In this parliament it has been resolved. This is an important package for access and participation rates in education and it will make a significant difference to the many challenges that Australia faces. I am personally thankful that the Prime Minister was willing to negotiate on this issue and that she has delivered on those negotiations. In February this year, through personal negotiation directly with her, an agreement was reached that the review required by the Social Security Act would be brought forward by 12 months to report by 1 July this year. The review was to consider the impact of the then recent reforms, including their impact on the capacity of regional students to access higher education and appropriate savings that could be made to pay for extensions in eligibility for youth allowance. The government, informed by the findings of this review, was to present legislation to parliament this year with a view to implementing the new eligibility arrangements from 1 January 2012. The government was to ensure that these new eligibility arrangements eliminated the distinction between inner regional and outer regional students. The solution needed to be evidence based, financially responsible and sustainable in the long term, and, given the tough budget environment, any new spending needed to be offset by savings.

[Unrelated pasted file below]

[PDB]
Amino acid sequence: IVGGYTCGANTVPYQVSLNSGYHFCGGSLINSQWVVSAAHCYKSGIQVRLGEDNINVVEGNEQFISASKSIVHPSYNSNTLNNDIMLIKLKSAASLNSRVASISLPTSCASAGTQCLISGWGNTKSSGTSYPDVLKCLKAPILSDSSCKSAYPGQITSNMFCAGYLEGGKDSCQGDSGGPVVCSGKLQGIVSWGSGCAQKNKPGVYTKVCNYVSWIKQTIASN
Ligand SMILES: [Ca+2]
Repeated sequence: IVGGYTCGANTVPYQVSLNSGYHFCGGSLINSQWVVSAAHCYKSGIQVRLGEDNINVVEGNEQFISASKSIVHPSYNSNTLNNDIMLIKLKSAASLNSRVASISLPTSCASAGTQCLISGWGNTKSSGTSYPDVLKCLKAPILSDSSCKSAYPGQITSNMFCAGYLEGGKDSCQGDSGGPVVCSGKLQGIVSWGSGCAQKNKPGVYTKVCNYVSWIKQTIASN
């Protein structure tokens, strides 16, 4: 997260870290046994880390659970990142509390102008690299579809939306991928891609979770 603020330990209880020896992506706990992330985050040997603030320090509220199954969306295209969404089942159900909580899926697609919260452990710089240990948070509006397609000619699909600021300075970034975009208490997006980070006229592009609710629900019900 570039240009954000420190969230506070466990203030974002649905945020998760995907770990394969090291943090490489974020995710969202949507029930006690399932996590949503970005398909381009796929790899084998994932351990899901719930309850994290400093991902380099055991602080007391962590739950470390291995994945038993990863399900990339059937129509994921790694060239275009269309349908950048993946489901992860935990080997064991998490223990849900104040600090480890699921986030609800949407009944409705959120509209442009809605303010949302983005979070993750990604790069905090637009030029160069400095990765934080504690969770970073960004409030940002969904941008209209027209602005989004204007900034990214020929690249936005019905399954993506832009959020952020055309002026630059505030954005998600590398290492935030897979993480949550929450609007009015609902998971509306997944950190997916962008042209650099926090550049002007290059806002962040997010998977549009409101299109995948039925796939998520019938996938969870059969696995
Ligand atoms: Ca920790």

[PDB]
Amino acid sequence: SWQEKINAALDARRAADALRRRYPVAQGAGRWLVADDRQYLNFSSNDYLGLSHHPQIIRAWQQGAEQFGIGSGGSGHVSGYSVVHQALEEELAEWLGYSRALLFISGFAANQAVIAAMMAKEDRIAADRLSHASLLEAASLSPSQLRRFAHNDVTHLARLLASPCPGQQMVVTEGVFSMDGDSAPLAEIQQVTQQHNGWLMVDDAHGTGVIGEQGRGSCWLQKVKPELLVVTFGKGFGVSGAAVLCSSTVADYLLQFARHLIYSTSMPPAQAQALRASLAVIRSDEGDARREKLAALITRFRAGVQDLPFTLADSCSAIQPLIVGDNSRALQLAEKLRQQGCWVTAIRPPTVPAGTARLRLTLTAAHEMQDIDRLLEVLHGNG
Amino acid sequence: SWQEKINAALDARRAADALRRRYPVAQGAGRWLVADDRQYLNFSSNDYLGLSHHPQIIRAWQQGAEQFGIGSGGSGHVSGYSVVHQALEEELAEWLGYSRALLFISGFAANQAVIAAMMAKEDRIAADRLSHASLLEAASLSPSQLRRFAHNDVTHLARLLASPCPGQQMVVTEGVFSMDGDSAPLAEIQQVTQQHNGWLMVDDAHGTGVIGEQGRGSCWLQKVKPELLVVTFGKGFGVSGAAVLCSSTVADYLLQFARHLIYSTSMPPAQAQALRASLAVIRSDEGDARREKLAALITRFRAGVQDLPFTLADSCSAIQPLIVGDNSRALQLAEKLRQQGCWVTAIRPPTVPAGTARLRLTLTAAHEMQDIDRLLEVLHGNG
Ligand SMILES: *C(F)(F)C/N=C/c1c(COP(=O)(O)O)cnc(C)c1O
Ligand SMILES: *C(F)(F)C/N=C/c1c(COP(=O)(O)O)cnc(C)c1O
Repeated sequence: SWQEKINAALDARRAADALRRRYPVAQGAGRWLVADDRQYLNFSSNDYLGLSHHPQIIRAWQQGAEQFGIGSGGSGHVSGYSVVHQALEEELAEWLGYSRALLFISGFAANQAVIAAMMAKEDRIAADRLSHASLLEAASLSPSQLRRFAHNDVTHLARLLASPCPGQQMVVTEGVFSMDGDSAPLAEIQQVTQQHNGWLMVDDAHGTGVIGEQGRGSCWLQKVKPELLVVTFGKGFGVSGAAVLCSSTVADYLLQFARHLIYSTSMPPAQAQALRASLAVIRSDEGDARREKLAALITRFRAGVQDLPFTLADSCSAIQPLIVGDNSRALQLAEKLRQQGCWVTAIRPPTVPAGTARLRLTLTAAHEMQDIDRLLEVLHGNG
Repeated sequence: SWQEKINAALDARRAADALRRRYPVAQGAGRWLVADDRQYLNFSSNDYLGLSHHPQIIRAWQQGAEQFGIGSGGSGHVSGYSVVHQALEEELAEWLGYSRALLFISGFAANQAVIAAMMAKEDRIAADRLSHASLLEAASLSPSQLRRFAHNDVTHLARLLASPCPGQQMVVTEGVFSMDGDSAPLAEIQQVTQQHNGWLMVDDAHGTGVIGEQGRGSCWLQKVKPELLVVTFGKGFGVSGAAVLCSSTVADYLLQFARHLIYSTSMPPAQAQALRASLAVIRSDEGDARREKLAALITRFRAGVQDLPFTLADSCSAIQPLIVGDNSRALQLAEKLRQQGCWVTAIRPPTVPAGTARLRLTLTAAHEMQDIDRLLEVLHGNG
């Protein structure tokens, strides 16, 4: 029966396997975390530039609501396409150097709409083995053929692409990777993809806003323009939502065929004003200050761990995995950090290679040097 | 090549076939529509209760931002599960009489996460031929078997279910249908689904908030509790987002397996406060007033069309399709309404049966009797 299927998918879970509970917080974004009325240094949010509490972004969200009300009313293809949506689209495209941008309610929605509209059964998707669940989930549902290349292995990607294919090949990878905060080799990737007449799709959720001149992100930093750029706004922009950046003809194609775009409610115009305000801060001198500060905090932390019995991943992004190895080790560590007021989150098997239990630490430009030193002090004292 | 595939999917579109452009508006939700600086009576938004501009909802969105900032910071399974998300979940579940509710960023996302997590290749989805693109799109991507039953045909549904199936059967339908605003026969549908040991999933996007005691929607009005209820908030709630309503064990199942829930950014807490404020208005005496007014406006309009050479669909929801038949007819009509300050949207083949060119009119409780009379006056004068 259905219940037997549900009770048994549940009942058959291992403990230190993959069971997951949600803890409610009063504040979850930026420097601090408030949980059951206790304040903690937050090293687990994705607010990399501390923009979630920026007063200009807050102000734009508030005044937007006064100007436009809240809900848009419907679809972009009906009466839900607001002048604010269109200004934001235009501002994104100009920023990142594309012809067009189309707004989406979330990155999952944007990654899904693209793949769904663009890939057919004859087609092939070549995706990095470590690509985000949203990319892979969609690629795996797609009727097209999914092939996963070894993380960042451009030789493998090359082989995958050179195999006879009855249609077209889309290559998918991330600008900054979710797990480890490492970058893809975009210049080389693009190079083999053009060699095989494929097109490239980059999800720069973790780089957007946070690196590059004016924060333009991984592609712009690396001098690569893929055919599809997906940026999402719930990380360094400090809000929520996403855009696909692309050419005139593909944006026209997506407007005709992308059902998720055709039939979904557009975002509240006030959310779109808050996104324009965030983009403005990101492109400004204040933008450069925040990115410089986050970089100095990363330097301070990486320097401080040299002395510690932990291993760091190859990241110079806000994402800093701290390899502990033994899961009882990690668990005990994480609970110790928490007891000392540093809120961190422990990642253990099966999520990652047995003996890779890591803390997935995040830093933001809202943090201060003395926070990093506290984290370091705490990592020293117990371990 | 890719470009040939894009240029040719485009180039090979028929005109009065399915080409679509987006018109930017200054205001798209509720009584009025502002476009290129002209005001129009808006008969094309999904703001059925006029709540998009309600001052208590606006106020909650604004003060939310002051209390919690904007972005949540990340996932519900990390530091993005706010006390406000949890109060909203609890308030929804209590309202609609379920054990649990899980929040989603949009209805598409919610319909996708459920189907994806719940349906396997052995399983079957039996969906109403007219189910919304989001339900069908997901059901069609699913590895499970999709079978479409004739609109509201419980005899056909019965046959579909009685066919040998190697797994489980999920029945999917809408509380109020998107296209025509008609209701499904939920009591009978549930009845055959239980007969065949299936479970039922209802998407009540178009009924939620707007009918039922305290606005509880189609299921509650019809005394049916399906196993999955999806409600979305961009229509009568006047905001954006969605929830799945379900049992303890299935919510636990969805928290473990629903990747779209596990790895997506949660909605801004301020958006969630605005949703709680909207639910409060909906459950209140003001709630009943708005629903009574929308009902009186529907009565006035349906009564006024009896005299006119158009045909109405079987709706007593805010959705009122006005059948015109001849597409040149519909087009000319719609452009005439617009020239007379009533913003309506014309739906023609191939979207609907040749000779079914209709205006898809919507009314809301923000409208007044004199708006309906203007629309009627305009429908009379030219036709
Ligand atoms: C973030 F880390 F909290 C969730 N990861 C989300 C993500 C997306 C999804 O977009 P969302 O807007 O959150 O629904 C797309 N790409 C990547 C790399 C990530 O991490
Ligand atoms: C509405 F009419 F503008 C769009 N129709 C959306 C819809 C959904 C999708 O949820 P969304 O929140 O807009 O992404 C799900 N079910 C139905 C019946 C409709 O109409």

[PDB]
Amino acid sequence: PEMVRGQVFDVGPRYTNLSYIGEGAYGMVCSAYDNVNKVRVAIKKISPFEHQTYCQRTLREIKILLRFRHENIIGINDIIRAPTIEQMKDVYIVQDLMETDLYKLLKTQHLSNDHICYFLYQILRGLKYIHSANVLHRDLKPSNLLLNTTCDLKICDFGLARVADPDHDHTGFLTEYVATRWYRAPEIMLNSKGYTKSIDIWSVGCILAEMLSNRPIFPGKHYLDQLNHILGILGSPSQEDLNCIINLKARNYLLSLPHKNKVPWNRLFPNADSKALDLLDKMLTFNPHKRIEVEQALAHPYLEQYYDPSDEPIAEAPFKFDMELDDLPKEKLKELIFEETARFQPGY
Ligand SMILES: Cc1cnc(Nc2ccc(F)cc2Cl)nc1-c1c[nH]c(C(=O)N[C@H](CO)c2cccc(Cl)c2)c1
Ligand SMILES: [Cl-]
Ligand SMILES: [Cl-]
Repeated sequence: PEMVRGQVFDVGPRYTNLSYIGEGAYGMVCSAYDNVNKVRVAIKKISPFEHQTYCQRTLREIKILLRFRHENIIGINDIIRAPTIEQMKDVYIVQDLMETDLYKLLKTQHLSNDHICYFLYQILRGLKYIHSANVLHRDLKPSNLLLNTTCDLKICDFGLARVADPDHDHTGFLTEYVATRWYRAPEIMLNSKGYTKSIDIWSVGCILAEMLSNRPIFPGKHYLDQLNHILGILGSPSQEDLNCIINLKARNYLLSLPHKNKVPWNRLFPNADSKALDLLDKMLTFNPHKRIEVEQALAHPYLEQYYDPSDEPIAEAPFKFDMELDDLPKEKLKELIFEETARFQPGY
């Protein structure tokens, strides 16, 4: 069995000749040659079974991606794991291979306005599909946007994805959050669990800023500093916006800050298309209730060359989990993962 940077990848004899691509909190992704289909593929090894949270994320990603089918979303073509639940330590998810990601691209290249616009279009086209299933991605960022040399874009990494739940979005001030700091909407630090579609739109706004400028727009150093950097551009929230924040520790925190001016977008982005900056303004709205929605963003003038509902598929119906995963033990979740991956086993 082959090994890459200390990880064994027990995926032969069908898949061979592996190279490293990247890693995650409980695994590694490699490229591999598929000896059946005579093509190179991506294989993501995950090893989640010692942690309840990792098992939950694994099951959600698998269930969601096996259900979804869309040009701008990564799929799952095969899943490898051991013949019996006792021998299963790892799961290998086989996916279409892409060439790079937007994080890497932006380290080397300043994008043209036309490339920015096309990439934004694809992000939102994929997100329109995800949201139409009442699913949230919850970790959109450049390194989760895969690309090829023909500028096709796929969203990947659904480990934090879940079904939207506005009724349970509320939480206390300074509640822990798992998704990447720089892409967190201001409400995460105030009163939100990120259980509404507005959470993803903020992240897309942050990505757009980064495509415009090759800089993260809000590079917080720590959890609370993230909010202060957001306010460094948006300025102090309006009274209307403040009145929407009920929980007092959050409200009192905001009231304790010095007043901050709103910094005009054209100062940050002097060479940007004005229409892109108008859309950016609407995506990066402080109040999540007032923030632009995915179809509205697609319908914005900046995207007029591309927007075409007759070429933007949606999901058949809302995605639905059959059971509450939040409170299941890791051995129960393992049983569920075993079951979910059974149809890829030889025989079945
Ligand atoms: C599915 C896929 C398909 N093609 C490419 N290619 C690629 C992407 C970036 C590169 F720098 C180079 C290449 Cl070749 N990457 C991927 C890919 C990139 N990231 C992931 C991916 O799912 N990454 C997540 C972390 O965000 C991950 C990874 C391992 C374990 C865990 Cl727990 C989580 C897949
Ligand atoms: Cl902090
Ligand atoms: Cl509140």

It is worth going back to February this year, because around that time there were plenty of doubting Thomases saying that all this would never happen, and there were plenty saying for their own political reasons or their own political gain that it was some sort of dirty deal which would not deliver results for students in regional and remote communities. But every one of the issues that were negotiated is being delivered upon in this legislation. I thank the Prime Minister for both having the desire to negotiate on better youth allowance outcomes and, via this legislation, delivering on the negotiations. It is appreciated and important, because this is both the moral and the economic challenge of our time.

I hope that now some of the politics can be put behind us, but I gather from some of the things that have been said already that that may not be the case. There seems to be some attempt to enter into mythology that what happened in February this year was not unconstitutional and that instead there was some sort of giving up on students in regional areas, particularly by regional Independents but also by other members of this chamber who represent regional communities.